The decision to offer Dwight Gayle a new contract and send him on loan to West Bromwich Albion as part of a deal to bring Salomon Rondon to the club was derided by Newcastle United’s former owners, according to The Athletic.
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Fans will need little reminding of the frustrations Rafa Benitez worked under when Mike Ashley was in charge of the club, with the Spaniard offering a parting shot lamenting the Sports Direct mogul’s lack of ambition following his exit in 2019.
Prior to that, Benitez pushed hard to bring Rondon to Newcastle on loan, seeing a first offer rejected in July 2018. Indeed, even that came after Newcastle bosses made it clear they would not pay an asking price of £16.5m for the Venezuelan following West Brom’s relegation.
As a result, former managing director Lee Charnley got to work on setting up a “complex and bespoke” deal that would send Gayle on loan to The Hawthorns with Rondon arriving in the opposite direction. Gayle, however, was reportedly reluctant to leave and was duly given a pay rise in order to do so.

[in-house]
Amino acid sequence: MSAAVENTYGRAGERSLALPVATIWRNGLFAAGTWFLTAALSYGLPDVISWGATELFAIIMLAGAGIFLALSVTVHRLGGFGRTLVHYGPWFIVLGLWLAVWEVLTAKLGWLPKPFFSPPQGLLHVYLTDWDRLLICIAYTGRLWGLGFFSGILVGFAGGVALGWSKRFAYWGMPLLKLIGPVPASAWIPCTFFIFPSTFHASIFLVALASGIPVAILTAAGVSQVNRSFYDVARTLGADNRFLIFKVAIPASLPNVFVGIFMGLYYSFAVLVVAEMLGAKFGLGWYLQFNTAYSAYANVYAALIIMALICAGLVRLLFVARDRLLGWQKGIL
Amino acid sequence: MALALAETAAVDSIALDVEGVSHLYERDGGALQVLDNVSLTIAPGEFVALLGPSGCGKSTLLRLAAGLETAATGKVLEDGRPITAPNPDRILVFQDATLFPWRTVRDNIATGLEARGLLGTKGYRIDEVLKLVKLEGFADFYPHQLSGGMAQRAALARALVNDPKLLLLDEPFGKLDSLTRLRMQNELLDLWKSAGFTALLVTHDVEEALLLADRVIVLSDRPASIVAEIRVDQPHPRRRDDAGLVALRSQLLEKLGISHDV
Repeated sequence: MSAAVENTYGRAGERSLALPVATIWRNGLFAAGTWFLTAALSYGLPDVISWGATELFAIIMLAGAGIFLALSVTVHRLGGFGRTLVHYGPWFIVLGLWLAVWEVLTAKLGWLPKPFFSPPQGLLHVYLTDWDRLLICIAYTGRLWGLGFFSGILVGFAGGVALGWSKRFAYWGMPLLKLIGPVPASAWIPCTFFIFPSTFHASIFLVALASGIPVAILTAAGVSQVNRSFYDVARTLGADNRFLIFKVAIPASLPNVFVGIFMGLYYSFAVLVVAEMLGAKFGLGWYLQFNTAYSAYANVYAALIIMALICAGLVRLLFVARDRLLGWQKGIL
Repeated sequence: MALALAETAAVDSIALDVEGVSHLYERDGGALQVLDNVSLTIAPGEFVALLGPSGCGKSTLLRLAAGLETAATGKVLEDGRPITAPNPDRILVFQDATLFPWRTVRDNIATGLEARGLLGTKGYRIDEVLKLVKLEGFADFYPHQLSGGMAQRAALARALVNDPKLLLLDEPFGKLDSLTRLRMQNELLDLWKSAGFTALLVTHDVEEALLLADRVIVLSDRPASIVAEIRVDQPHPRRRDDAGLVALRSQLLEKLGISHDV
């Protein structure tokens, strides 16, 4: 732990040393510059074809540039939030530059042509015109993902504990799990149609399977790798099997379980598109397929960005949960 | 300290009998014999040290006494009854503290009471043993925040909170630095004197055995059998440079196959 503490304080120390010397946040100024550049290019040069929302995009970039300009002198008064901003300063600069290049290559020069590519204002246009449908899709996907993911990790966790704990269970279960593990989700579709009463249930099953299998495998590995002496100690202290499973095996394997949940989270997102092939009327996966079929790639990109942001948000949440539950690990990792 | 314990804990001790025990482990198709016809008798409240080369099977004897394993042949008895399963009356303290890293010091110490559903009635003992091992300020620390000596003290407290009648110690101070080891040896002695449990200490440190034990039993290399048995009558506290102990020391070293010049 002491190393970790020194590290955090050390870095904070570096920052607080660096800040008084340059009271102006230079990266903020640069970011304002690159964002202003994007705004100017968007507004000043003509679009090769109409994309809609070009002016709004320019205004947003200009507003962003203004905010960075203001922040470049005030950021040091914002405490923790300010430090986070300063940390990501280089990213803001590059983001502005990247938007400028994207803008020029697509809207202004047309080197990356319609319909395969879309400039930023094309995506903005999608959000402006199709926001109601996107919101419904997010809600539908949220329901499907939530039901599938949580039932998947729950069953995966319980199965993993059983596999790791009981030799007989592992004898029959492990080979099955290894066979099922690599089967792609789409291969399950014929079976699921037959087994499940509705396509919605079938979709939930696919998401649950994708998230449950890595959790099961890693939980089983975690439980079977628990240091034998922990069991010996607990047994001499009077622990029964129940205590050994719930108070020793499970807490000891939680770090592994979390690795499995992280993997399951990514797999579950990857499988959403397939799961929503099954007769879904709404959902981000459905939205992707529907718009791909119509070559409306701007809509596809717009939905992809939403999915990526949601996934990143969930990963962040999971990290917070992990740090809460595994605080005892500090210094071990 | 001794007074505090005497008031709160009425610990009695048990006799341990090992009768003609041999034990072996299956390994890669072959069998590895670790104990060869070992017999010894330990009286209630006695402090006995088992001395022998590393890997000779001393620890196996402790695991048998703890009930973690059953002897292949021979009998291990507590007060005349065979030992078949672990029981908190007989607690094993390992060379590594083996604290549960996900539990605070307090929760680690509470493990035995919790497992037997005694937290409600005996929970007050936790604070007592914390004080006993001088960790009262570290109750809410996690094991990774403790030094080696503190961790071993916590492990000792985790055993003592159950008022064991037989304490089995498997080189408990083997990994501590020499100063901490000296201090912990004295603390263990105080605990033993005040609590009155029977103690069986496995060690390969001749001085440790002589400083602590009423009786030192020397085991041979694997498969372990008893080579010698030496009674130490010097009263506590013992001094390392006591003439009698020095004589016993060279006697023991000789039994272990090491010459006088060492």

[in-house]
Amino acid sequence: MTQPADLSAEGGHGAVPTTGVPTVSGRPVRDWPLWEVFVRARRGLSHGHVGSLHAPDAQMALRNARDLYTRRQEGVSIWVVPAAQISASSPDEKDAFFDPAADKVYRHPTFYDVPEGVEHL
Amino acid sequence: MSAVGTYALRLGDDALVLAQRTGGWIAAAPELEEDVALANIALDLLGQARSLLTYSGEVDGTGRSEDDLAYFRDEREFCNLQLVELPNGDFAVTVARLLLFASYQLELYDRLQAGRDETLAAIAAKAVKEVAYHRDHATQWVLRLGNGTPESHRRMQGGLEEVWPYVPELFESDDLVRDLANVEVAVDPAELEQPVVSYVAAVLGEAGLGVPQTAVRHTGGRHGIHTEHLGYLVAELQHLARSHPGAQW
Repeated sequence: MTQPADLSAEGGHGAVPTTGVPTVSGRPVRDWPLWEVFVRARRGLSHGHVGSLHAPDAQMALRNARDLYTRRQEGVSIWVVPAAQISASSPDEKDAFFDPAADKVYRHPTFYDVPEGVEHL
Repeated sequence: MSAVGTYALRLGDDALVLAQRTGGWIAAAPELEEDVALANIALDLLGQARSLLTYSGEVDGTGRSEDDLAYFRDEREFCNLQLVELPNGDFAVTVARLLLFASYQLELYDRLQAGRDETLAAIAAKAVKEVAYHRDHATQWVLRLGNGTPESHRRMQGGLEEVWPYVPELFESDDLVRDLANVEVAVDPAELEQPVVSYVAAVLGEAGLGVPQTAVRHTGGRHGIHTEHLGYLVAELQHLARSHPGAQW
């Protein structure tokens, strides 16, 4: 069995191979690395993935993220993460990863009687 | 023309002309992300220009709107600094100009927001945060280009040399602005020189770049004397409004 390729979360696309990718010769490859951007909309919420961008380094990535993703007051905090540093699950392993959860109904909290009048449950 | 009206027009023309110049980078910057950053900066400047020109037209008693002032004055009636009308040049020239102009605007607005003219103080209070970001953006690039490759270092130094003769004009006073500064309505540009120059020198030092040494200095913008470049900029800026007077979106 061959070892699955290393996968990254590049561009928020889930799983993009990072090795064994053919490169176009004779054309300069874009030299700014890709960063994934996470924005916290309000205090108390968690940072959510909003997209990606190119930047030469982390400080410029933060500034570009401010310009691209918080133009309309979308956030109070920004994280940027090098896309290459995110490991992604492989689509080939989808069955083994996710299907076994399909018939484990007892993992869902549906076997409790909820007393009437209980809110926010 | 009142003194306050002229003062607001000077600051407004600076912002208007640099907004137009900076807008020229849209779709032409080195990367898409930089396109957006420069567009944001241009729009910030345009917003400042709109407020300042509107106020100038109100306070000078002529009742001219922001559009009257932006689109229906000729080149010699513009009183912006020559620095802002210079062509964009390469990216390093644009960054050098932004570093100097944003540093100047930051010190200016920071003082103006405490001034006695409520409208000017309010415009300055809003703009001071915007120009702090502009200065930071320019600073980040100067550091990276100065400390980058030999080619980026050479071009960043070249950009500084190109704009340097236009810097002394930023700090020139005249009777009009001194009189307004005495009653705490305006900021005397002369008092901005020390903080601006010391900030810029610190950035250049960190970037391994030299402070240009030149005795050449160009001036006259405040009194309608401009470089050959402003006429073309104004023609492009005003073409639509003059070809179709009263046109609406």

According the report, those in charge at the time believe the move was “the worst financial deal they had ever concluded.”
Such was Rondon’s impact on the team, Benitez was thought to be keen to bring him back in the summer of 2019, although Ashley instead moved for Joelinton, who cost £40m. While the Brazilian has made himself a key player now, that has only come about due to a change in both manager and position.
Was the Rondon/Gayle swap bad business?
While, from a business standpoint, offering a player rarely used at the time more money (which SpotRac suggest is in the region of £40k-per-week) does not make sense, Rondon’s capture was hugely important.
During the 2018-19 season, the striker (28 at the time) scored twelve goals and registered seven assists in 32 appearances. Of those strikes alone, three proved game-winning, directly winning Newcastle nine points. Hypothetically, Benitez’s side would have finished nine points below their final total of 45, meaning Cardiff City in the final relegation spot would have been only two points behind.
Such was his impact on the team, safety was secured really rather easily.
Given the financial problems a second relegation in two years would have caused, it seems safe to suggest Newcastle got value for money, even if the deal wasn’t exactly the most profitable from a normal standpoint.